Jump to content

  • Log In with Google      Sign In   
  • Create Account

FREE SOFTWARE GIVEAWAY

We have 4 x Pro Licences (valued at $59 each) for 2d modular animation software Spriter to give away in this Thursday's GDNet Direct email newsletter.


Read more in this forum topic or make sure you're signed up (from the right-hand sidebar on the homepage) and read Thursday's newsletter to get in the running!


Rubix Cubes


Old topic!
Guest, the last post of this topic is over 60 days old and at this point you may not reply in this topic. If you wish to continue this conversation start a new topic.

  • You cannot reply to this topic
4 replies to this topic

#1 ChurchSkiz   Members   -  Reputation: 458

Posted 01 June 2011 - 07:16 AM

So I was watching another Rubix cube video and I was thinking to myself, "Ok this is getting old, people are pretty awesome at it, not much left to do." And I was thinking of a variant of Rubix cubing that might be a lot more challenging. Hand someone a solved Rubix cube (or I guess it could be messed up too), and show them a picture of a cube with a specific pattern on it (ie RGB, WBR, YYW) for every side, and then have them work to get that specific pattern. Reverse Rubix Cubing.

What do you think?

Sponsor:

#2 Krohm   Crossbones+   -  Reputation: 3261

Posted 01 June 2011 - 11:17 AM

I don't think its more difficult by itself (strictly mathematically speaking). Surely it will be even more confusing as the patterns are more difficult to remember than a flat color per-side. Might eventually turn out interesting to rubik fans. It sounds nice.

#3 HappyCoder   Members   -  Reputation: 2886

Posted 01 June 2011 - 11:58 AM

What is a challenge is start with a solved cube, then apply some restriction to what can be turned. A few examples are:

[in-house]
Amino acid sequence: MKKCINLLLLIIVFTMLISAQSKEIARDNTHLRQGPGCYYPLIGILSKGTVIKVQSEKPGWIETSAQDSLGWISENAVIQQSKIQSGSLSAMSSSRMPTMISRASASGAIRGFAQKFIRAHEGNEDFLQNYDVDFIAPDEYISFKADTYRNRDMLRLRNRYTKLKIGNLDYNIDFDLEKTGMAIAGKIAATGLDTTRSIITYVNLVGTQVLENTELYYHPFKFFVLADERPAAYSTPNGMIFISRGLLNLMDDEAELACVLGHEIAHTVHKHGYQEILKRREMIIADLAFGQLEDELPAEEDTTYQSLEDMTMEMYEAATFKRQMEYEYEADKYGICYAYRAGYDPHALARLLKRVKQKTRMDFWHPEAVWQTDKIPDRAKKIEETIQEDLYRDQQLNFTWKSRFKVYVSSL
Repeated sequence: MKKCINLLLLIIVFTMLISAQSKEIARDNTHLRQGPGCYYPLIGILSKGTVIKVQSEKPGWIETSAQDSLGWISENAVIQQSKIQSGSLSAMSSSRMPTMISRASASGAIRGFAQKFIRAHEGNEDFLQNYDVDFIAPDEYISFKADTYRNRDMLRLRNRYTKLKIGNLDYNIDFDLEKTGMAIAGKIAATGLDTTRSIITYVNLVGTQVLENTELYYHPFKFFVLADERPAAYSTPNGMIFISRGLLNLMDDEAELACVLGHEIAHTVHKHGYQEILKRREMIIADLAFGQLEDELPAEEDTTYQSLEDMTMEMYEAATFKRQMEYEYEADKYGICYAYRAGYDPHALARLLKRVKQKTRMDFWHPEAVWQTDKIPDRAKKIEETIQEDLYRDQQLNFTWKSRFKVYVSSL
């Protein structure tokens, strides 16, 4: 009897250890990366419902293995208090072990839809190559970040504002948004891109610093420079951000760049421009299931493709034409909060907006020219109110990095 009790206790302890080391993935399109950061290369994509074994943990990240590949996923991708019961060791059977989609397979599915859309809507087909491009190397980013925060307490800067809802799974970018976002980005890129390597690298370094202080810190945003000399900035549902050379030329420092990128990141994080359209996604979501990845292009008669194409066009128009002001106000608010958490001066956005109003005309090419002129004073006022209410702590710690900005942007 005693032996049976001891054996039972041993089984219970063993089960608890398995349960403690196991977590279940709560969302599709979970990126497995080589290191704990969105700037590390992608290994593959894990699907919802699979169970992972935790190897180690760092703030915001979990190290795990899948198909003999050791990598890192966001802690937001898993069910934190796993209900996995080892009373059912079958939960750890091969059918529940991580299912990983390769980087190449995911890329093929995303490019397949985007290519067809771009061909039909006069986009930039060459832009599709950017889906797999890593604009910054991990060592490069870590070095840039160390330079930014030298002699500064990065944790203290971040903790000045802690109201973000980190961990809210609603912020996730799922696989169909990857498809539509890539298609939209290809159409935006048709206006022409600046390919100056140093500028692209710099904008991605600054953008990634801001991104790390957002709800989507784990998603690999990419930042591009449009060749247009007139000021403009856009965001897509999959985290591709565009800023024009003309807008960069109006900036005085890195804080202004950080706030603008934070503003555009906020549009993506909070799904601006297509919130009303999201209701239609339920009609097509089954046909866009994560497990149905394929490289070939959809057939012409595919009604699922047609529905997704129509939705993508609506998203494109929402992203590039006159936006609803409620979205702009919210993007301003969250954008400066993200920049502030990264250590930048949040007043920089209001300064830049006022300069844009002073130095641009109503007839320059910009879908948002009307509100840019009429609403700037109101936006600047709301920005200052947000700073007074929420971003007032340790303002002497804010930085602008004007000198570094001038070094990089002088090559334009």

• you are only allowed to turn two faces.
  • you are only allowed to turn three faces.
  • Select to pieces that are side by side and those pieces can never be separated, as if they were glued together
  • The top and bottom face can be rotated freely, the other four faces can only be rotated 180 degrees.
Those are just a few ideas but more can easily be invented. You then mix up the cube using the selected rule. If you selected to turn only two of the faces then only those two faces can be used to mix it up and to solve it. That basic idea has helped me get more enjoyment out of my rubik's cube. I have still yet to solve the third variation I have listed above.

#4 Ezbez   Crossbones+   -  Reputation: 1164

Posted 01 June 2011 - 12:07 PM

Note that not all imaginable combinations are possible (eg: flip two opposite center pieces, leave everything else the same) and finding out which ones aren't is non-trivial. I suppose the only good way would be to scramble a cube and ask someone to get a solved cube to that state.

#5 The_Neverending_Loop   Members   -  Reputation: 626

Posted 01 June 2011 - 12:15 PM

Posted Image




Old topic!
Guest, the last post of this topic is over 60 days old and at this point you may not reply in this topic. If you wish to continue this conversation start a new topic.



PARTNERS